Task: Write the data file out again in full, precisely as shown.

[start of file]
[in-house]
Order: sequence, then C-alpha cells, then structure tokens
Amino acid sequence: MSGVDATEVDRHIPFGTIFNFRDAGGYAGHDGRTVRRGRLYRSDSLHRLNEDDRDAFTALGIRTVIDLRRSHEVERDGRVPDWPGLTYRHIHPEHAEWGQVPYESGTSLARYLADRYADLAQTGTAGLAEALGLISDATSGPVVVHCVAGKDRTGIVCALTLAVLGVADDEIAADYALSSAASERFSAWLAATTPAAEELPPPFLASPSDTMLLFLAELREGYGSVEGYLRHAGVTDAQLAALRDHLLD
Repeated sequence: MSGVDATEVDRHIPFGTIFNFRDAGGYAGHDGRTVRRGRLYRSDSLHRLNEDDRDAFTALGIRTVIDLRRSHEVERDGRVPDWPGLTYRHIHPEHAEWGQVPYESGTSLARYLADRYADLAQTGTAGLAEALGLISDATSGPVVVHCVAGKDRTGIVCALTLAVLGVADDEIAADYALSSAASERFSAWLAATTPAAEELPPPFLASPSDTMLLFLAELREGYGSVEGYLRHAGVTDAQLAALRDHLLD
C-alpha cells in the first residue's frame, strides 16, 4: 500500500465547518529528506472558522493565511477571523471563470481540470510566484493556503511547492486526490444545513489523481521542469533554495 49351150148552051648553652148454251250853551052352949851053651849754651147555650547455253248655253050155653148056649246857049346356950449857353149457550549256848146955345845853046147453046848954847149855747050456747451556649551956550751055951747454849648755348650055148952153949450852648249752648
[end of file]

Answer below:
[in-house]
Order: sequence, then C-alpha cells, then structure tokens
Amino acid sequence: MSGVDATEVDRHIPFGTIFNFRDAGGYAGHDGRTVRRGRLYRSDSLHRLNEDDRDAFTALGIRTVIDLRRSHEVERDGRVPDWPGLTYRHIHPEHAEWGQVPYESGTSLARYLADRYADLAQTGTAGLAEALGLISDATSGPVVVHCVAGKDRTGIVCALTLAVLGVADDEIAADYALSSAASERFSAWLAATTPAAEELPPPFLASPSDTMLLFLAELREGYGSVEGYLRHAGVTDAQLAALRDHLLD
Repeated sequence: MSGVDATEVDRHIPFGTIFNFRDAGGYAGHDGRTVRRGRLYRSDSLHRLNEDDRDAFTALGIRTVIDLRRSHEVERDGRVPDWPGLTYRHIHPEHAEWGQVPYESGTSLARYLADRYADLAQTGTAGLAEALGLISDATSGPVVVHCVAGKDRTGIVCALTLAVLGVADDEIAADYALSSAASERFSAWLAATTPAAEELPPPFLASPSDTMLLFLAELREGYGSVEGYLRHAGVTDAQLAALRDHLLD
C-alpha cells in the first residue's frame, strides 16, 4: 500500500465547518529528506472558522493565511477571523471563470481540470510566484493556503511547492486526490444545513489523481521542469533554495 49351150148552051648553652148454251250853551052352949851053651849754651147555650547455253248655253050155653148056649246857049346356950449857353149457550549256848146955345845853046147453046848954847149855747050456747451556649551956550751055951747454849648755348650055148952153949450852648249752648